Remaking or ‘rebooting’ a cult classic tends to lead to no end of trouble. Thankfully, RoboCop isn’t the train wreck it could so easily have been.
That’s not to say it’s a patch on the original. Let’s get something straight: this is inferior in nearly every way. But it does have some merits, and doesn’t deserve to be dismissed too quickly.
The premise is mostly the same. A policeman (‘Cop’) is severely injured in the line of duty, and then made into a machine (‘Robo’) by an evil organisation. It’s a chance to bash the corporate world. In 1987, it was done with panache: lashings of biting satire on top of the so-nasty-it’s-funny sort of childish ultraviolence.
That’s largely been replaced with a straight-up political angle. Hey, drones are topical, let’s mention those! Without the humour, it’s less effective.
Where this version succeeds is in its boldness. It doesn’t slavishly repeat the original.
There are a few references for the scrutinising fans, but for better or worse this mostly charts its own course. Alex Murphy is no longer a machine slowly regaining his humanity: he is now man coping with robotic bits.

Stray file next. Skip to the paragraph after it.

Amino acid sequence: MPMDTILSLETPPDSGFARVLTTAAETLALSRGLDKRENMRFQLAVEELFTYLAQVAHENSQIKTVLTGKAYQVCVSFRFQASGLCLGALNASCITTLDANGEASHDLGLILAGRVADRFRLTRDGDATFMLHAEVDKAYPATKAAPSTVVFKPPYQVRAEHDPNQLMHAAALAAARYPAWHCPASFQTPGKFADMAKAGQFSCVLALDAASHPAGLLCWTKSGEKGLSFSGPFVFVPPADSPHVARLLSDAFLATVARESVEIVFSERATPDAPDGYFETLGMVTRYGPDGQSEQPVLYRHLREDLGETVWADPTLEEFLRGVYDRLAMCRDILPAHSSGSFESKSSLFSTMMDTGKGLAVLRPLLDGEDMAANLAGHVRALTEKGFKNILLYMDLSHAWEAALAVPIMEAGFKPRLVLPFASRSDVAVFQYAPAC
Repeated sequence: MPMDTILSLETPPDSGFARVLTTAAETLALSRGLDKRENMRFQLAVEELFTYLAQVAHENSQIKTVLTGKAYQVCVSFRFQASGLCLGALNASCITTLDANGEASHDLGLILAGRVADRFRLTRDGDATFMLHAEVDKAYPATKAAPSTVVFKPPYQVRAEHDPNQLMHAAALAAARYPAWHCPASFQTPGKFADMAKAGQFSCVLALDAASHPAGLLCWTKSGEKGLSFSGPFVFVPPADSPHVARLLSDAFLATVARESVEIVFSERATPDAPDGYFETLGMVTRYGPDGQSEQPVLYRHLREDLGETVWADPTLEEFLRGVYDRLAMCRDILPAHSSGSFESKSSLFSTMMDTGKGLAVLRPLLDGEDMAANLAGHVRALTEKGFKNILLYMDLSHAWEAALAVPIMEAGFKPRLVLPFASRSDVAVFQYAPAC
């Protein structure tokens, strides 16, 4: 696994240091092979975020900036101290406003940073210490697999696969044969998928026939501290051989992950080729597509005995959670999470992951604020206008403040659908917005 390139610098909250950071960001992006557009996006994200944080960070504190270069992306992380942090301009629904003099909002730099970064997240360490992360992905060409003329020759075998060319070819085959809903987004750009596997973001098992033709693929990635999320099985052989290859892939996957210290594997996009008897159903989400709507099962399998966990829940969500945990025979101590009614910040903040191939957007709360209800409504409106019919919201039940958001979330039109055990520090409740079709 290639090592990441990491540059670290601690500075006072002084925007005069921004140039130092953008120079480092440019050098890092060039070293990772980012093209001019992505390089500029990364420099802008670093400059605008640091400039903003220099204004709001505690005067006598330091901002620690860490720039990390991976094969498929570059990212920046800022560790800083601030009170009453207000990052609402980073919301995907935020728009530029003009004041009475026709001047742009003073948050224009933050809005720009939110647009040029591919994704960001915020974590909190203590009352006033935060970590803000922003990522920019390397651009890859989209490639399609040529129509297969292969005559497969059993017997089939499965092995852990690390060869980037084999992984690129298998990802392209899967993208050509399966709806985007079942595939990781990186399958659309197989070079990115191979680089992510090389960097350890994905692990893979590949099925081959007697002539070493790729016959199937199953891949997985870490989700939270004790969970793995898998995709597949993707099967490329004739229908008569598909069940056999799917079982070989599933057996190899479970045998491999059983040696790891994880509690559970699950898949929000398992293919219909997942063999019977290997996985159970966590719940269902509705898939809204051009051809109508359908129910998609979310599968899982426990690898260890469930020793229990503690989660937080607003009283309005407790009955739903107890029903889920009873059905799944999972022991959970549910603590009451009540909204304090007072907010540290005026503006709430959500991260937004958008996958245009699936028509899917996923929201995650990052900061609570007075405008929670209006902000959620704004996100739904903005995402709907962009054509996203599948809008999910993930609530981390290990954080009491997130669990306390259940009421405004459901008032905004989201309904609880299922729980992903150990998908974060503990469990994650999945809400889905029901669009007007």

This allows for elements of body horror, which are effective. It also raises questions about the ethics of man-machine integration.
Sadly, that’s all undermined by one-dimensional characters with very little to do. Grieving wife, check. Leather-clad mobsters, check. At least Gary Oldman has a decent role as a conflicted scientist reluctantly following corporate bosses, while Samuel L Jackson is shoutier than ever as a militant TV show host.
It doesn’t help that the action is uninspired. RoboCop never does anything particularly smart or cool. Instead, the film periodically becomes a bland videogame with an uncharismatic Iron Man clone.
Thankfully, it sounds thrilling. Robocop’s mechanical footsteps are wonderfully bass-heavy, and bound to annoy your neighbours in DTS HD Master Audio 5.1.
The Zimmer-lite soundtrack is easily forgotten, but it does have a pounding enthusiasm – and Basil Poledouris’s original main theme is kept intact. It looks good too, with a surprising amount of colour in what could have been very grey.
Ultimately, this RoboCop is occasionally fun (if rarely memorable) as long as you approach it with an open mind. It’s certainly a lot more enjoyable than RoboCop 2 or 3. We wouldn’t buy that for a dollar – but we might stream it on Netflix.
- Deleted Scenes
- Original trailer
- Omnicorp product announcements
- The Illusion Of Free Will
- To Serve And Protect
- The Robocop Suit